Maersk looks set to cut out freight forwarders to attract larger BCOs
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Geneva-headquartered shipping line MSC is “going back to its roots” with its recent purchase of 16 second-hand box ships, according to Alphaliner.
It was alluding to the first 25 years of MSC’s existence, when the carrier grew rapidly through second-hand vessel acquisitions before receiving its first newbuildings in 1996.
In the past four months, MSC has splashed over a quarter of a billion dollars on second-hand boxships as it prepares to usurp Maersk to become the world’s biggest container line.
According to Alphaliner, based on the declared price for 13 of the ships acquired, ranging from 1,730 teu to 8,500 teu, and market valuations for the other three, the carrier has tapped its private investors for around $260m since August.
The analyst said MSC was “taking advantage of low asset prices, while strategically securing tonnage in an increasingly supply tight environment”.
“MSC has a track record of growing its fleet with substantial second-hand acquisitions, particularly when asset prices are low, something that its liner peers do not do, except on a small scale,” said Alphaliner.
One factor in MSC’s strategy was that several of the ships it acquired were already on charter to it and were tried and tested. Moreover, it was facing substantial hikes in daily hire rates and was under threat of losing the vessels to competitors and, potentially, conceding market share if it did not have sufficient capacity to cover its bookings.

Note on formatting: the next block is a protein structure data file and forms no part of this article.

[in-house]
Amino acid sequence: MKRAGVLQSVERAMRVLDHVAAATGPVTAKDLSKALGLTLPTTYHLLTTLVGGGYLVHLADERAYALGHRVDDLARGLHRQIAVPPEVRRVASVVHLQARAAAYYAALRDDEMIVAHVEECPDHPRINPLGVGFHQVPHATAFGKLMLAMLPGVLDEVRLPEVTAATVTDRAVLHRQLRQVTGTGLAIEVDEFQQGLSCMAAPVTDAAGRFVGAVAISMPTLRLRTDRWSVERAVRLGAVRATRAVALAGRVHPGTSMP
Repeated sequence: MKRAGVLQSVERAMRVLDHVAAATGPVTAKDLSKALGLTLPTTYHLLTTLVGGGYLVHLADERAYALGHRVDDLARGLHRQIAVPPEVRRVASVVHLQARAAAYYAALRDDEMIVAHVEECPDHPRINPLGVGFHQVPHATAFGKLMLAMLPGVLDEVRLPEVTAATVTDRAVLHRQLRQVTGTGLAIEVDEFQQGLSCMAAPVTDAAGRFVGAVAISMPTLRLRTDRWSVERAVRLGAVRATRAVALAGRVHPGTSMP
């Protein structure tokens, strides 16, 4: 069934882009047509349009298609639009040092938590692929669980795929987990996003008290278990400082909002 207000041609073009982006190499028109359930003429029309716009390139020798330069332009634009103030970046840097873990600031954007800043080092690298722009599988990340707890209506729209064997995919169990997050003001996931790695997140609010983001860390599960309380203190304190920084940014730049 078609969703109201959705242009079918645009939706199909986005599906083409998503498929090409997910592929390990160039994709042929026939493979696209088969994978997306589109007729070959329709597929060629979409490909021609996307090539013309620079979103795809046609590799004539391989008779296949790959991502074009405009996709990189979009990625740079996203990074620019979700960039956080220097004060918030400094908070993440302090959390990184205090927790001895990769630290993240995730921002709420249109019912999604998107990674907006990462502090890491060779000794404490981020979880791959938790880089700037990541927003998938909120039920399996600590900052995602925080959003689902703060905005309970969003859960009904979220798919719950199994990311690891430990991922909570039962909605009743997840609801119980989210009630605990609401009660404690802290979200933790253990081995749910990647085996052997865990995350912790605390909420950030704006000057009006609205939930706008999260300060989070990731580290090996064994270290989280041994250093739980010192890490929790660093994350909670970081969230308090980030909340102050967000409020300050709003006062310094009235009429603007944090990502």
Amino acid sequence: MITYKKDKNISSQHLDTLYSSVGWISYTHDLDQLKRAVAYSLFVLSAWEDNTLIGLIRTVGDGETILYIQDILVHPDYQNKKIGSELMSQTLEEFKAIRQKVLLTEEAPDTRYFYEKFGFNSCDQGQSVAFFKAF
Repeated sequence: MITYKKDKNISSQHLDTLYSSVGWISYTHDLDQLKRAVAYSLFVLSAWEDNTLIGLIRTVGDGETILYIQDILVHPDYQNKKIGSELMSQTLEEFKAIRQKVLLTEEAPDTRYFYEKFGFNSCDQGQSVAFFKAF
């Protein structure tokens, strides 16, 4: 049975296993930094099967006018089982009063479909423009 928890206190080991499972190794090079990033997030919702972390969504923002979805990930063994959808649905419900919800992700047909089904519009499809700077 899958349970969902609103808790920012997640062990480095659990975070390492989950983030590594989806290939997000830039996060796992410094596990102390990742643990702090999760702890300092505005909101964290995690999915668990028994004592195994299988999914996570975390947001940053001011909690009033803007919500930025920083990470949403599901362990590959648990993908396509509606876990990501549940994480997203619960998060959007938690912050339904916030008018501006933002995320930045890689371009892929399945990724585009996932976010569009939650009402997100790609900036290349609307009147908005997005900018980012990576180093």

A few of the ships it acquired had charters attached with other lines and, until these expire, MSC will operate purely as a shipowner.
Including the vessel purchases and its orderbook of 118,000 teu, MSC has drawn ever closer in size to 2M partner Maersk, which has a fleet capacity of 4.1m teu and is just some 125,000 teu ahead.
But during Maersk’s Q3 earnings call on 19 November, CEO Soren Skou said the carrier would not be looking to expand its fleet, saying ordering ships today posed a risk that the technology relating to the type of fuel used would be outdated before the end of the vessel’s life.
MSC has taken a different route in growing its fleet, with 434, or 75% of its fleet of 577 vessels chartered-in, which contrasts to the Danish carrier which owns 56% of its 704-strong vessel fleet.
As a result, MSC is more exposed to the skyrocketing charter market and is, therefore, taking steps to better insulate itself from the impact of daily hire hikes by increasing its ownership of the vessels it operates.